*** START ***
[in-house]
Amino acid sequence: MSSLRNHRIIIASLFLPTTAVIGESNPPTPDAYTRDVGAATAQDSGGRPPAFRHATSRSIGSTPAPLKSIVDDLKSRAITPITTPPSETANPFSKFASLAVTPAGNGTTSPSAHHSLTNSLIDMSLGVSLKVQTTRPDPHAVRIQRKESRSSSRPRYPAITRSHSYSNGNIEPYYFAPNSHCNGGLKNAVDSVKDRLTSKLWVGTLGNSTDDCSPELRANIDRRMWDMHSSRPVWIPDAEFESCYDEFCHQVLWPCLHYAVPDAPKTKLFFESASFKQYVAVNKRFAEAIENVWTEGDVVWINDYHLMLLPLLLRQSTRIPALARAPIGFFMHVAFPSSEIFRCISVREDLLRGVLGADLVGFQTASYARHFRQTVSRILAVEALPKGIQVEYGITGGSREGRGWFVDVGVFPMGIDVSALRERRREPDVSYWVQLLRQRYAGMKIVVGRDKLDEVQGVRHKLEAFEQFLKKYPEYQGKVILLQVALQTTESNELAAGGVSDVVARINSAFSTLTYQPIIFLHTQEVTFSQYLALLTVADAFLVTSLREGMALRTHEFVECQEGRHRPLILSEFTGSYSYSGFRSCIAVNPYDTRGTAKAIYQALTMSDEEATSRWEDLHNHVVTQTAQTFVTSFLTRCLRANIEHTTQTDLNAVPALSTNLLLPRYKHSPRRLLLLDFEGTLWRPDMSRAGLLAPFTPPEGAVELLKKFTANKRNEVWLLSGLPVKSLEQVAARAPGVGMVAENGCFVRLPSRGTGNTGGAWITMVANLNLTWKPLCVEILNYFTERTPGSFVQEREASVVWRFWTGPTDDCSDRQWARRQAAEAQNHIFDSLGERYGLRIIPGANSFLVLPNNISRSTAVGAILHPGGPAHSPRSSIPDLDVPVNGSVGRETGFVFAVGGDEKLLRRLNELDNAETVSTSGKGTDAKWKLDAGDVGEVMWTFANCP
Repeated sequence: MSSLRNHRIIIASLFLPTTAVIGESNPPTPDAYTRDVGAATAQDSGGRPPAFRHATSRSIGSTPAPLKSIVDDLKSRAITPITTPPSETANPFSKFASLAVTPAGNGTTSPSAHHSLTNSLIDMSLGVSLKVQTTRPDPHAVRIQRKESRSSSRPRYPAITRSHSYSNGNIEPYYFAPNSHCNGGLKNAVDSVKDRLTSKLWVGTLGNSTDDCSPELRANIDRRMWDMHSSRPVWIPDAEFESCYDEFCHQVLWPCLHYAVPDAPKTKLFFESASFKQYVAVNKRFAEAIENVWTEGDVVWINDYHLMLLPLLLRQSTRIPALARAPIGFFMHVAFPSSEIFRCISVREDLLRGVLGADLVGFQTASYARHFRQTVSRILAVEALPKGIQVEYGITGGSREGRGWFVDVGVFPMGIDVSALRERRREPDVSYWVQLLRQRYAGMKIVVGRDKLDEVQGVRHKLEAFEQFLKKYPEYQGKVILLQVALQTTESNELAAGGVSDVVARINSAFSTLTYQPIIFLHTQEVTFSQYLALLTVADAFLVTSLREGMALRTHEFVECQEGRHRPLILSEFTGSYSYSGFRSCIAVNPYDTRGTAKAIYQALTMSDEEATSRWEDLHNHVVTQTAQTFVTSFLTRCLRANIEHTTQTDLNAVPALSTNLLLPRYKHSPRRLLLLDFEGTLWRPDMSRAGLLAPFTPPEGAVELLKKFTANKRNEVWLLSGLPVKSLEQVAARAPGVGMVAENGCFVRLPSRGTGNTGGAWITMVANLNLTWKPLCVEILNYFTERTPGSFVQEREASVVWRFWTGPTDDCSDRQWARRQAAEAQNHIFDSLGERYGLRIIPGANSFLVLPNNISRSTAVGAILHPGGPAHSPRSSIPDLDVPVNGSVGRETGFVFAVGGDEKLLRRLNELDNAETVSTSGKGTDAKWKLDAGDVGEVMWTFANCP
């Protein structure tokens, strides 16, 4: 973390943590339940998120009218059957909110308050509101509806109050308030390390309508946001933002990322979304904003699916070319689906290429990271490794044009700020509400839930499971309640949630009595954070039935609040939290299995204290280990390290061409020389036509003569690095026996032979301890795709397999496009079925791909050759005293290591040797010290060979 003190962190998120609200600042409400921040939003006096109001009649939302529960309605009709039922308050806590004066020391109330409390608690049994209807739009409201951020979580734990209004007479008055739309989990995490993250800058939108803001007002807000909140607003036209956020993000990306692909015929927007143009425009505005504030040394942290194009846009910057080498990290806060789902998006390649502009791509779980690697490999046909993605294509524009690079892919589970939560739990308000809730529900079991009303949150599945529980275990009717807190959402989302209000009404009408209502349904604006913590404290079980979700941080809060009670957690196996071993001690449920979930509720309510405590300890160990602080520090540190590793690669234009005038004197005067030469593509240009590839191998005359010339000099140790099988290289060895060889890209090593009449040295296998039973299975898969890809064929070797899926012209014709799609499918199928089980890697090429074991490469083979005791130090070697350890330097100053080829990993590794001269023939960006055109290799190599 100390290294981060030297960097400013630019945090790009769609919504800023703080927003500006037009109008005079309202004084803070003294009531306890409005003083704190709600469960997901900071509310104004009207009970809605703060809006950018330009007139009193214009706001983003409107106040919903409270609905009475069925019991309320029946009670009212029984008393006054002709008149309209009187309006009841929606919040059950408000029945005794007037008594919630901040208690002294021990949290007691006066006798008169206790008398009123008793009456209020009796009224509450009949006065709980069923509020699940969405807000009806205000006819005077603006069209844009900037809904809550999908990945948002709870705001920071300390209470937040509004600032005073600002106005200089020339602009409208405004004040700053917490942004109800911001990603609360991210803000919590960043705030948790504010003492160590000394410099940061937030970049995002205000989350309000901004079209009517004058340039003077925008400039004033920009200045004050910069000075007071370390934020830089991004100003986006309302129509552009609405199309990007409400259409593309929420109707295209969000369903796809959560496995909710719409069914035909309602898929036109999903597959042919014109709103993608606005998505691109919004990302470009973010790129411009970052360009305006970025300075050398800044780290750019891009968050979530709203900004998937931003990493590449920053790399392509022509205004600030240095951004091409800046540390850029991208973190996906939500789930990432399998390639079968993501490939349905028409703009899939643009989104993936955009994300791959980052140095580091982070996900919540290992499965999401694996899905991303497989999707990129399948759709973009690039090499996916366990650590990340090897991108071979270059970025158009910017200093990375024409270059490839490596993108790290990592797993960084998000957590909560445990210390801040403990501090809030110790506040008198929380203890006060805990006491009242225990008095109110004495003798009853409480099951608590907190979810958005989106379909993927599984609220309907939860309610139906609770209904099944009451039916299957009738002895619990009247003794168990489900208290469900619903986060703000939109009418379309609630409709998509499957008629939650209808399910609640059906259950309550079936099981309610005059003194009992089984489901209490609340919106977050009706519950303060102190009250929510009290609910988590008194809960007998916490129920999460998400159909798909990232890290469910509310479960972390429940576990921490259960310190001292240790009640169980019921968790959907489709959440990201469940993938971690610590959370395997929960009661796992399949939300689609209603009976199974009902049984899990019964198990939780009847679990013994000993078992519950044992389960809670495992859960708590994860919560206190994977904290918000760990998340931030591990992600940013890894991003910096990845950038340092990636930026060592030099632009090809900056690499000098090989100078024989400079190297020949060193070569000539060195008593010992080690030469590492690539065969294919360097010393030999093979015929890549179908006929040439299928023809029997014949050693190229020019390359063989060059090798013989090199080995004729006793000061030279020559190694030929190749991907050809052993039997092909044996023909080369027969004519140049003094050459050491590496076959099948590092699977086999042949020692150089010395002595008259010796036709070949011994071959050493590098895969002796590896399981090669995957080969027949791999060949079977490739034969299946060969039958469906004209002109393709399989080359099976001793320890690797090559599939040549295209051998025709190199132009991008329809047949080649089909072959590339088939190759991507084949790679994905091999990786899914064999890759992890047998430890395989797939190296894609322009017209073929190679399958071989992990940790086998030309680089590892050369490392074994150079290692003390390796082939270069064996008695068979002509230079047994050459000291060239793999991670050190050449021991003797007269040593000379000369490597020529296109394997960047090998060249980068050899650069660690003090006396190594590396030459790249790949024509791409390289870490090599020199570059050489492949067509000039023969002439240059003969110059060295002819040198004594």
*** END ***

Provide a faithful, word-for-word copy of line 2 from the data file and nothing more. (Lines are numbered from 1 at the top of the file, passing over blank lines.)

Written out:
Amino acid sequence: MSSLRNHRIIIASLFLPTTAVIGESNPPTPDAYTRDVGAATAQDSGGRPPAFRHATSRSIGSTPAPLKSIVDDLKSRAITPITTPPSETANPFSKFASLAVTPAGNGTTSPSAHHSLTNSLIDMSLGVSLKVQTTRPDPHAVRIQRKESRSSSRPRYPAITRSHSYSNGNIEPYYFAPNSHCNGGLKNAVDSVKDRLTSKLWVGTLGNSTDDCSPELRANIDRRMWDMHSSRPVWIPDAEFESCYDEFCHQVLWPCLHYAVPDAPKTKLFFESASFKQYVAVNKRFAEAIENVWTEGDVVWINDYHLMLLPLLLRQSTRIPALARAPIGFFMHVAFPSSEIFRCISVREDLLRGVLGADLVGFQTASYARHFRQTVSRILAVEALPKGIQVEYGITGGSREGRGWFVDVGVFPMGIDVSALRERRREPDVSYWVQLLRQRYAGMKIVVGRDKLDEVQGVRHKLEAFEQFLKKYPEYQGKVILLQVALQTTESNELAAGGVSDVVARINSAFSTLTYQPIIFLHTQEVTFSQYLALLTVADAFLVTSLREGMALRTHEFVECQEGRHRPLILSEFTGSYSYSGFRSCIAVNPYDTRGTAKAIYQALTMSDEEATSRWEDLHNHVVTQTAQTFVTSFLTRCLRANIEHTTQTDLNAVPALSTNLLLPRYKHSPRRLLLLDFEGTLWRPDMSRAGLLAPFTPPEGAVELLKKFTANKRNEVWLLSGLPVKSLEQVAARAPGVGMVAENGCFVRLPSRGTGNTGGAWITMVANLNLTWKPLCVEILNYFTERTPGSFVQEREASVVWRFWTGPTDDCSDRQWARRQAAEAQNHIFDSLGERYGLRIIPGANSFLVLPNNISRSTAVGAILHPGGPAHSPRSSIPDLDVPVNGSVGRETGFVFAVGGDEKLLRRLNELDNAETVSTSGKGTDAKWKLDAGDVGEVMWTFANCP